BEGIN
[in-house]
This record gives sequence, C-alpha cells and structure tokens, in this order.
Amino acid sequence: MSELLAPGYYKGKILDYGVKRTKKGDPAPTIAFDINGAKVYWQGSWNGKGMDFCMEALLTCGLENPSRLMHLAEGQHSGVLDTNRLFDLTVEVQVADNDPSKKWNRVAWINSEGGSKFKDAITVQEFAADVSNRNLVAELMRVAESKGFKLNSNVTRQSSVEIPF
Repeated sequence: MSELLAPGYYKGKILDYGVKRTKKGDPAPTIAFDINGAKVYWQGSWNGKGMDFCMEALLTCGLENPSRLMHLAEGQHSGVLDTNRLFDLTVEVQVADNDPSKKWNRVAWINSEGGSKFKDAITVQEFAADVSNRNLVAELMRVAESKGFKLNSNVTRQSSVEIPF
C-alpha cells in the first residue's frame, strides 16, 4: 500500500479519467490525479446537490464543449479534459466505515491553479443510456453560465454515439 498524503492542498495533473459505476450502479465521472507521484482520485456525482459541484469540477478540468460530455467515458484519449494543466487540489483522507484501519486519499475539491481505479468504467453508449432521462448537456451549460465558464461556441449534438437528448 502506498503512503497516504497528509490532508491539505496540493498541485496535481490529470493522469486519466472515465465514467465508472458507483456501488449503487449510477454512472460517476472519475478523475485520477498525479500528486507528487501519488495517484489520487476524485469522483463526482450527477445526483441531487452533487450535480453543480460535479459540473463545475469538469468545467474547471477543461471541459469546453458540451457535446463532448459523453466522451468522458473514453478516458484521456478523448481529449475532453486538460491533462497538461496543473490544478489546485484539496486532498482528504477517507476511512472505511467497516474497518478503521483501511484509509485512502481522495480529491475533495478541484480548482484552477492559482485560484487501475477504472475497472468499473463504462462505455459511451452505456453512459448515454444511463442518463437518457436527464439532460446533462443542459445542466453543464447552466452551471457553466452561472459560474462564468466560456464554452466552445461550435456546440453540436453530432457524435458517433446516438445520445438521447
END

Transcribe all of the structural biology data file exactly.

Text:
[in-house]
This record gives sequence, C-alpha cells and structure tokens, in this order.
Amino acid sequence: MSELLAPGYYKGKILDYGVKRTKKGDPAPTIAFDINGAKVYWQGSWNGKGMDFCMEALLTCGLENPSRLMHLAEGQHSGVLDTNRLFDLTVEVQVADNDPSKKWNRVAWINSEGGSKFKDAITVQEFAADVSNRNLVAELMRVAESKGFKLNSNVTRQSSVEIPF
Repeated sequence: MSELLAPGYYKGKILDYGVKRTKKGDPAPTIAFDINGAKVYWQGSWNGKGMDFCMEALLTCGLENPSRLMHLAEGQHSGVLDTNRLFDLTVEVQVADNDPSKKWNRVAWINSEGGSKFKDAITVQEFAADVSNRNLVAELMRVAESKGFKLNSNVTRQSSVEIPF
C-alpha cells in the first residue's frame, strides 16, 4: 500500500479519467490525479446537490464543449479534459466505515491553479443510456453560465454515439 498524503492542498495533473459505476450502479465521472507521484482520485456525482459541484469540477478540468460530455467515458484519449494543466487540489483522507484501519486519499475539491481505479468504467453508449432521462448537456451549460465558464461556441449534438437528448 502506498503512503497516504497528509490532508491539505496540493498541485496535481490529470493522469486519466472515465465514467465508472458507483456501488449503487449510477454512472460517476472519475478523475485520477498525479500528486507528487501519488495517484489520487476524485469522483463526482450527477445526483441531487452533487450535480453543480460535479459540473463545475469538469468545467474547471477543461471541459469546453458540451457535446463532448459523453466522451468522458473514453478516458484521456478523448481529449475532453486538460491533462497538461496543473490544478489546485484539496486532498482528504477517507476511512472505511467497516474497518478503521483501511484509509485512502481522495480529491475533495478541484480548482484552477492559482485560484487501475477504472475497472468499473463504462462505455459511451452505456453512459448515454444511463442518463437518457436527464439532460446533462443542459445542466453543464447552466452551471457553466452561472459560474462564468466560456464554452466552445461550435456546440453540436453530432457524435458517433446516438445520445438521447